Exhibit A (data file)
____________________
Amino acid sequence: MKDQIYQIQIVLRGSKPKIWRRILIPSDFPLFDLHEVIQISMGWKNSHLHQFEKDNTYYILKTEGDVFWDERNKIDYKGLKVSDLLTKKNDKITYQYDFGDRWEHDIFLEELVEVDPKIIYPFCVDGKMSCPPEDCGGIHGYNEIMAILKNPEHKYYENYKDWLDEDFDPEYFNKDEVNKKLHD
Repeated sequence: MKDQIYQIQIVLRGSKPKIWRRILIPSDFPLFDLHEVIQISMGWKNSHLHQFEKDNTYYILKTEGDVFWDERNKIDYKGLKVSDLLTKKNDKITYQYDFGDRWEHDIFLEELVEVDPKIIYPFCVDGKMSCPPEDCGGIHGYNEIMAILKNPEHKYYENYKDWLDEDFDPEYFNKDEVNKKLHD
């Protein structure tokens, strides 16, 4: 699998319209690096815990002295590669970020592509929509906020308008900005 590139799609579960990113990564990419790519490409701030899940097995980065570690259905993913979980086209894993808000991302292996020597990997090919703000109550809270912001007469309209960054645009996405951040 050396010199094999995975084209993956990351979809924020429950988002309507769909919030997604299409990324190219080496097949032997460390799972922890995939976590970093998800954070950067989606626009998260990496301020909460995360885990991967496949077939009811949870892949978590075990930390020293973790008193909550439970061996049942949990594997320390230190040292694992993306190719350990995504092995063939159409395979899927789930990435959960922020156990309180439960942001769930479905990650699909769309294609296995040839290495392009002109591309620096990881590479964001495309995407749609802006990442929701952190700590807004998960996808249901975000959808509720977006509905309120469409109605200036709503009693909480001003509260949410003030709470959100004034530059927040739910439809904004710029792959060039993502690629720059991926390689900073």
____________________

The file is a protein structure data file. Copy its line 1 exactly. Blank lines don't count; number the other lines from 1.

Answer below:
Amino acid sequence: MKDQIYQIQIVLRGSKPKIWRRILIPSDFPLFDLHEVIQISMGWKNSHLHQFEKDNTYYILKTEGDVFWDERNKIDYKGLKVSDLLTKKNDKITYQYDFGDRWEHDIFLEELVEVDPKIIYPFCVDGKMSCPPEDCGGIHGYNEIMAILKNPEHKYYENYKDWLDEDFDPEYFNKDEVNKKLHD